Ron Calinger has put together a selection of mathematical texts intended as support for a class in the history of mathematics. The selections are organized by historical period, and each section is preceded by an introduction summarizing the history of mathematics in the relevant period. The idea is to allow students to learn the history of mathematics by interacting directly with the historical sources.
The book does not present any new translations, so is heavily dependent on other sourcebooks of the same kind, notably David Eugene Smith's A Source Book in Mathematics and Dirk J. Struik's A Source Book in Mathematics, 1200–1800. The texts are generally well chosen, though Calinger has clearly decided to avoid portions that get technical. As a result, the book is best used as a supplement in history of mathematics courses whose instructors decide to go fairly light on actual mathematics.
For many years, the major competitor to this book was The History of Mathematics: A Reader, edited by John Fauvel and Jeremy Gray. This has been joined, more recently, by Jackie Stedall's Mathematics Emerging and the massive sourcebook on The Mathematics of Egypt, Mesopotamia, China, India, and Islam edited by Victor Katz. All of these are more demanding, however, so that Calinger's offering might still have a role to play.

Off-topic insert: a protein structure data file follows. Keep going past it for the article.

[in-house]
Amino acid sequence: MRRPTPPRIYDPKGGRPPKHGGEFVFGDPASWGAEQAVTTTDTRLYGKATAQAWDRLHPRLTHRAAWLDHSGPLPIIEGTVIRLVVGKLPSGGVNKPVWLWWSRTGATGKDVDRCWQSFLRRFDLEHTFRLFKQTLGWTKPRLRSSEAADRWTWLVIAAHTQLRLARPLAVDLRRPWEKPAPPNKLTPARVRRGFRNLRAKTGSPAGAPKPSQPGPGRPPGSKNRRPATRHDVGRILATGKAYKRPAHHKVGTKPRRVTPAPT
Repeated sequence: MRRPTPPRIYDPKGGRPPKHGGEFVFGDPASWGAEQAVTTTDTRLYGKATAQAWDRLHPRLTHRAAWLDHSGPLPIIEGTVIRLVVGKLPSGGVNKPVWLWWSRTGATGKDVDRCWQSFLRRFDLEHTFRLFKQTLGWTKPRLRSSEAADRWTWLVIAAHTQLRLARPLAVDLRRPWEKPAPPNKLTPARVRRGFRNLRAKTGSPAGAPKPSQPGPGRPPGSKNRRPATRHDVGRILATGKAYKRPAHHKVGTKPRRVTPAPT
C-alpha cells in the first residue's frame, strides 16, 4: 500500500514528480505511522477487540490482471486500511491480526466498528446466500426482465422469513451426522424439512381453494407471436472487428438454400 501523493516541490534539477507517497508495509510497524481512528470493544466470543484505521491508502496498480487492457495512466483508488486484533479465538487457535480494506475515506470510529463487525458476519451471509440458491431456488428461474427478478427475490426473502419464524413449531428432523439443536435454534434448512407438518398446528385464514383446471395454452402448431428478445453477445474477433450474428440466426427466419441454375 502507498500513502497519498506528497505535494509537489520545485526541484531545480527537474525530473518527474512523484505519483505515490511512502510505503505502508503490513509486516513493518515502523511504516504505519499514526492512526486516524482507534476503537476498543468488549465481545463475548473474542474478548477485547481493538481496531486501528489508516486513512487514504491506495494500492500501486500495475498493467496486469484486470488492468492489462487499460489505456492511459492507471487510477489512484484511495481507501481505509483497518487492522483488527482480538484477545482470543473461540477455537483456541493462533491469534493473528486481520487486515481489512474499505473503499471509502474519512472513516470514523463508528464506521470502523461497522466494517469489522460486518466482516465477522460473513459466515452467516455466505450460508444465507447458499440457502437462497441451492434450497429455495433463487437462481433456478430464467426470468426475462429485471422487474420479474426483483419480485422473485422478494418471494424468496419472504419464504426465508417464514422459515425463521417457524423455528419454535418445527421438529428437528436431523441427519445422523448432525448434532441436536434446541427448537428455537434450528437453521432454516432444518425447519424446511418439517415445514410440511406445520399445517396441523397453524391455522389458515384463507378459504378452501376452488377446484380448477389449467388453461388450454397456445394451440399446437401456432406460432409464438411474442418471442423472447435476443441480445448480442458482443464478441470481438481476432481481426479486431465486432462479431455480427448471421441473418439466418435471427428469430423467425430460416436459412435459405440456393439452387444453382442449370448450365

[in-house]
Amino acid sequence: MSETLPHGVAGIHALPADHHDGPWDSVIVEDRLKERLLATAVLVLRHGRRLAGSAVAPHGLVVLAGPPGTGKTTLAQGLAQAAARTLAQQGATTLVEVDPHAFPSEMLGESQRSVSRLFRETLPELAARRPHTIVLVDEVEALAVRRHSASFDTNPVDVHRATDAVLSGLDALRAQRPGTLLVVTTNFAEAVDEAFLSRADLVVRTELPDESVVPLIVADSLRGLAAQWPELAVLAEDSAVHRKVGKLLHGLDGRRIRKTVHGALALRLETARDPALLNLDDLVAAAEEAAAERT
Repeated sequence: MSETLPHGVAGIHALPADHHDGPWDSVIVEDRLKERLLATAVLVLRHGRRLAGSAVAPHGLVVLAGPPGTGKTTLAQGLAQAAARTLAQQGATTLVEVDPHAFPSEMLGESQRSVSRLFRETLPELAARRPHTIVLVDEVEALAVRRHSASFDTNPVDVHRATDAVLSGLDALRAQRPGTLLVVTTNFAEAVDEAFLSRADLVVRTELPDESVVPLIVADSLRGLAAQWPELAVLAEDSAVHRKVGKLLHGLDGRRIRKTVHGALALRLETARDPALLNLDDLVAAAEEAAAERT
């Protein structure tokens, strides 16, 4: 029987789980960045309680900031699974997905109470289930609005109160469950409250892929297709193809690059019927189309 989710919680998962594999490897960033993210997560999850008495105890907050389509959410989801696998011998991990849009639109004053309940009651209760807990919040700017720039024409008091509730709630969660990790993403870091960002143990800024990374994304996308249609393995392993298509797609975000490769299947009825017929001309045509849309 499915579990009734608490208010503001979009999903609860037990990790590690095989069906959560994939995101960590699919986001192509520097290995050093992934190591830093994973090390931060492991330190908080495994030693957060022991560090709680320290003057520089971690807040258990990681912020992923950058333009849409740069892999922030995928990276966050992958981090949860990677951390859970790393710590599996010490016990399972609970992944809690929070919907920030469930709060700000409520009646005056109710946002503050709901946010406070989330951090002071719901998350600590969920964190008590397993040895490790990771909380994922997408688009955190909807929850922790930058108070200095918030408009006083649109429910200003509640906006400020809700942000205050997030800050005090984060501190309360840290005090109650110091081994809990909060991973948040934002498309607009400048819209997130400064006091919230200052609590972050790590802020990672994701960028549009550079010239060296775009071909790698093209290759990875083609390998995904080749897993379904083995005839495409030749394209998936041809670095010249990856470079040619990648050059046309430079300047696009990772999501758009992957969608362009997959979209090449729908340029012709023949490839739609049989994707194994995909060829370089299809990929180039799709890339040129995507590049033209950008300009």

Fernando Q. Gouvêa is Carter Professor of Mathematics at Colby College in Waterville, ME.
1. Protomathematics in the Late Age of Stone and in Ancient Mesopotamia and Egypt.
2. The Rise of Theoretical Mathematics in Ancient Greece.
3. The Hellenistic and Roman Periods.
4. Arabic Primacy with Hindu, Chinese, and Maya Contributions.
5. The Medieval-Renaissance-Reformation Periods in Europe.
6. The Scientific Revolution at its Zenith.
7. The Enlightenment (1720-1800).
8. The Nineteenth Century.
9. The Early Twentieth Century to 1932.